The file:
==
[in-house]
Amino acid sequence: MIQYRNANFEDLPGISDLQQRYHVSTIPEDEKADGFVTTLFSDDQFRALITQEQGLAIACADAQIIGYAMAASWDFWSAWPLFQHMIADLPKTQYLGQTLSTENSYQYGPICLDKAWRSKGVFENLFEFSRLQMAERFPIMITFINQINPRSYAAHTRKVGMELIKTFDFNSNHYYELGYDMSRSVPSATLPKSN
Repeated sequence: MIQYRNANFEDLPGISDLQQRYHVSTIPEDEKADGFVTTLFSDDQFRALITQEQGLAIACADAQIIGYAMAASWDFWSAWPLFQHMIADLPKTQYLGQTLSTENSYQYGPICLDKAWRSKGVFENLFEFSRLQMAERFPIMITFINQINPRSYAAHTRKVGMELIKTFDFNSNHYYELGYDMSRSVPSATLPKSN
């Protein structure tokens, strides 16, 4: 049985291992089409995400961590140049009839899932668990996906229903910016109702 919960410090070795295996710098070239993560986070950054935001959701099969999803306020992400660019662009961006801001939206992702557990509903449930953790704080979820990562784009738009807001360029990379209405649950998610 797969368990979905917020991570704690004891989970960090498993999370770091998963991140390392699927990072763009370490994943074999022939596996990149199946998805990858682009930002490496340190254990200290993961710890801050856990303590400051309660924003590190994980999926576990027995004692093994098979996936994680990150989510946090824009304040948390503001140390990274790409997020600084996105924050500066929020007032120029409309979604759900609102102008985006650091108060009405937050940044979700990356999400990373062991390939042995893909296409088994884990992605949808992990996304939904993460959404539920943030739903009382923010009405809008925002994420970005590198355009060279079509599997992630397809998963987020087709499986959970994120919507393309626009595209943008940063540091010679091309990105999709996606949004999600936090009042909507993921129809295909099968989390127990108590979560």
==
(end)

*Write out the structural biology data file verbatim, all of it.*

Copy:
[in-house]
Amino acid sequence: MIQYRNANFEDLPGISDLQQRYHVSTIPEDEKADGFVTTLFSDDQFRALITQEQGLAIACADAQIIGYAMAASWDFWSAWPLFQHMIADLPKTQYLGQTLSTENSYQYGPICLDKAWRSKGVFENLFEFSRLQMAERFPIMITFINQINPRSYAAHTRKVGMELIKTFDFNSNHYYELGYDMSRSVPSATLPKSN
Repeated sequence: MIQYRNANFEDLPGISDLQQRYHVSTIPEDEKADGFVTTLFSDDQFRALITQEQGLAIACADAQIIGYAMAASWDFWSAWPLFQHMIADLPKTQYLGQTLSTENSYQYGPICLDKAWRSKGVFENLFEFSRLQMAERFPIMITFINQINPRSYAAHTRKVGMELIKTFDFNSNHYYELGYDMSRSVPSATLPKSN
């Protein structure tokens, strides 16, 4: 049985291992089409995400961590140049009839899932668990996906229903910016109702 919960410090070795295996710098070239993560986070950054935001959701099969999803306020992400660019662009961006801001939206992702557990509903449930953790704080979820990562784009738009807001360029990379209405649950998610 797969368990979905917020991570704690004891989970960090498993999370770091998963991140390392699927990072763009370490994943074999022939596996990149199946998805990858682009930002490496340190254990200290993961710890801050856990303590400051309660924003590190994980999926576990027995004692093994098979996936994680990150989510946090824009304040948390503001140390990274790409997020600084996105924050500066929020007032120029409309979604759900609102102008985006650091108060009405937050940044979700990356999400990373062991390939042995893909296409088994884990992605949808992990996304939904993460959404539920943030739903009382923010009405809008925002994420970005590198355009060279079509599997992630397809998963987020087709499986959970994120919507393309626009595209943008940063540091010679091309990105999709996606949004999600936090009042909507993921129809295909099968989390127990108590979560």